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The Official Magazine of the Bluewater Cruising Association

Out On Parole?

Tony Roberts and Karin Lengger

Hans Christian 38T
November 29th, 2016

Usually whilst living on land, 7 hours of sleep is quite sufficient for me. After a particularly busy day, or maybe after a day outdoors with lots of fresh-air, 8 hours is preferable, sometimes even a bit more given exceptional circumstances. It has been quite concerning, however, to note that this cruising lifestyle has changed sleep patterns to extremes. It seems quite normal now to be able to sleep 10 hours and even more on occasion. Exhaustion at the end of a day is overwhelming sometimes, and sleep overtakes me within a minute or two of my head hitting the pillow! The cruisers joke is, that a “cruiser’s mid-night is 9:00pm”.  I began thinking about the phenomena of changing sleep patterns and came up with, what I think, are some interesting observations. So, here goes:

We recently watched the movie “Shawshank Redemption“. I had seen it once before, and thoroughly enjoyed it the second time. It is based on an apparently true account of life in prison and the effects of long term incarceration on humans.  Acting the part of an institutionalized inmate of several decades, in the movie, Morgan Freeman shares thoughts on why it is difficult, if not impossible, to be released into the “outside-world” and be happy after 30 or 40 years in prison.  He waxes eloquent about eventually becoming “comfortable” with the predictability of a regimented prison-life.  After some years, most inmates find a groove of comfort in their existence.  The point is driven home when the prison librarian is finally released after serving 40 years.  Living in a halfway-house, he gets a job as a supermarket cashier-helper-bagger and struggles with the difficulties of making huge daily decisions, a new concept for him.  Am I able to go to the washroom without asking for permission?  Am I able to use my discretion to double-bag heavy items?  Do I have permission to make small talk with customers?  What are the consequences of taking such huge risks?  Will I be judged?  Sadly, he commits suicide after just several weeks out of prison.  After being institutionalized for most all of his adult life, the freedom to make choices is emotionally debilitating.  He is unable to cope with the daily struggle of facing unpredictable events.  So many years of simply following rules and having his daily life regulated by superiors is comforting.  His prison life was simple and predictable.  The consequences of taking a risk were well defined.  Now at the close of each day, the newly released prisoner is exhausted and worn out.  He drops into bed and falls into a dead sleep.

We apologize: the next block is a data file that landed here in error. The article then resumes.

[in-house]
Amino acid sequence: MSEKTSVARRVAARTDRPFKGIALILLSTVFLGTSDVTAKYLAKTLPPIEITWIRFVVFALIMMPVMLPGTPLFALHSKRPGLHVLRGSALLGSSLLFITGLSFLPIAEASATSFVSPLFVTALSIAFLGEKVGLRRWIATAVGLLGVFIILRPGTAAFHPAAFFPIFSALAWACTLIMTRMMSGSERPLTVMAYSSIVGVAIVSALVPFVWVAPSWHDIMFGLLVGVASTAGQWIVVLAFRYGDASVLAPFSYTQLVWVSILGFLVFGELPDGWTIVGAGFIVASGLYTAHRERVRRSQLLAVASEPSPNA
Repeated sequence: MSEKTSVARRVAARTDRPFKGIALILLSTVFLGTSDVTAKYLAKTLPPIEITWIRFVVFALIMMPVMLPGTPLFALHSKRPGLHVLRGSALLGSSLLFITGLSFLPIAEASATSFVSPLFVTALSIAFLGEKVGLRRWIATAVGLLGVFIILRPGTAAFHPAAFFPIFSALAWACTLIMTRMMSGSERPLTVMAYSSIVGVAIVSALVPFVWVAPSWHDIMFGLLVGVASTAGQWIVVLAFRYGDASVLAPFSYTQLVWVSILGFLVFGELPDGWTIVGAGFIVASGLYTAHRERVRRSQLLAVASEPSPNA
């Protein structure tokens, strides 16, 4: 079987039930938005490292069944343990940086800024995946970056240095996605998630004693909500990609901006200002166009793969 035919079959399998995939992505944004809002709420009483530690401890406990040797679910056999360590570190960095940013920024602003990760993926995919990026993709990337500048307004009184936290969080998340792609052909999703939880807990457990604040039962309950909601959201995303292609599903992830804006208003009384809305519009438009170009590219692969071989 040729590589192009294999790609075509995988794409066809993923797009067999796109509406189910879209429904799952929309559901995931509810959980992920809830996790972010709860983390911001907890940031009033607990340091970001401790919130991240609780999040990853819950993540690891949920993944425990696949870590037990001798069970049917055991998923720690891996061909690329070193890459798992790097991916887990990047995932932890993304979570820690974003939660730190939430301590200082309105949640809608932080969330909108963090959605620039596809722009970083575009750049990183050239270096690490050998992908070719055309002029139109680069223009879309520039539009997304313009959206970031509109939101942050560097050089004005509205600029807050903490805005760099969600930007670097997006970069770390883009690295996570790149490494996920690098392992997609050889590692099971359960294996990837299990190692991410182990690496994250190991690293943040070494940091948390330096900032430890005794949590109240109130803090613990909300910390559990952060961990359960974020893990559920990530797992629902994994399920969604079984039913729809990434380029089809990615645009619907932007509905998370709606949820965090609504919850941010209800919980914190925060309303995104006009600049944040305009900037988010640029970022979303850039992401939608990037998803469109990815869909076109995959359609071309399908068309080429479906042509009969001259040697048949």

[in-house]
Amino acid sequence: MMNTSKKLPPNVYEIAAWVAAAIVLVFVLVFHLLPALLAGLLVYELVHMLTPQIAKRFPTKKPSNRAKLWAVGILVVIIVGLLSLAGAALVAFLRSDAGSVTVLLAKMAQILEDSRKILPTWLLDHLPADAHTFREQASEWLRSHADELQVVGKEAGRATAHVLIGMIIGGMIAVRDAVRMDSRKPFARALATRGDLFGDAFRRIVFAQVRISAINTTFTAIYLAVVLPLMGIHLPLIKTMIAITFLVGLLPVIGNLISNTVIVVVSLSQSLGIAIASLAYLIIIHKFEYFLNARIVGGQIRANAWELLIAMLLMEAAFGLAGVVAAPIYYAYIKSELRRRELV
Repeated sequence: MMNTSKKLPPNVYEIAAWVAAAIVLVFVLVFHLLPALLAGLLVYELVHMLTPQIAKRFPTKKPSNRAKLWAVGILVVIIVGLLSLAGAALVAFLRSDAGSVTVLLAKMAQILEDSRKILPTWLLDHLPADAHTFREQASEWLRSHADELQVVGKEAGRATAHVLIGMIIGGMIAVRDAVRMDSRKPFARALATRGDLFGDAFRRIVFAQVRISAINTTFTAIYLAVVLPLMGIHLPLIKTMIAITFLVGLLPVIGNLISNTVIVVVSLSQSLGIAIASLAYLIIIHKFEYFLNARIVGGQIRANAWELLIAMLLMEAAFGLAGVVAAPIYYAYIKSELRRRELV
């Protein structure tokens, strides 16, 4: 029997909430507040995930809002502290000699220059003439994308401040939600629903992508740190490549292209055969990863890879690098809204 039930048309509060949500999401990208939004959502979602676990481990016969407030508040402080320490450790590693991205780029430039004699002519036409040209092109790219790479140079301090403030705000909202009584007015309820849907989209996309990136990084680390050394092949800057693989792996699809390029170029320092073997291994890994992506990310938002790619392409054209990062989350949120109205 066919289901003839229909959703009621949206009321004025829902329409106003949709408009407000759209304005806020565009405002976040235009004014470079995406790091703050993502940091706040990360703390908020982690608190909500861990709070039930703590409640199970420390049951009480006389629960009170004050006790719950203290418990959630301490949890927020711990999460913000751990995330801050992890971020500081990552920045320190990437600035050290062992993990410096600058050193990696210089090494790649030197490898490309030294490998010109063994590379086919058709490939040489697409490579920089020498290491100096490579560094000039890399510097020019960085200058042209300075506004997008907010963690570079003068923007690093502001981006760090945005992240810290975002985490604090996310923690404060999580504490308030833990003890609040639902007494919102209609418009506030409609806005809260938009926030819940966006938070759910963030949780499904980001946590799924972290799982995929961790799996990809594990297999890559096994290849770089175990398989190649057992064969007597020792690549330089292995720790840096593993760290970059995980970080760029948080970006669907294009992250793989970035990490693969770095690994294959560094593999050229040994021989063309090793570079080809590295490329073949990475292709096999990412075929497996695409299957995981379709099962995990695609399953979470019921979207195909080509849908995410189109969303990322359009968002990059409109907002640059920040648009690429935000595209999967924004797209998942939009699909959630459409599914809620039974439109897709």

So, here Tony is, now sleeping up to 10 hours a day and trying to figure out what is causing this ridiculous and stupid pattern.  Then it hit me!  I have been institutionalized for 40 years!  Life was somewhat predictable.  Daily routines were prescribed by outside convention.  The morning alarm wakes one and it is necessary to follow a set routine to get out the front door and to the office by the mandated time.  Coffee break arrives.  Work away at the computer until lunch-time and take another break.  Back to the safety and comfort of the desk, producing yet more reams of paper, reports, analysis and the things with which one has become comfortable.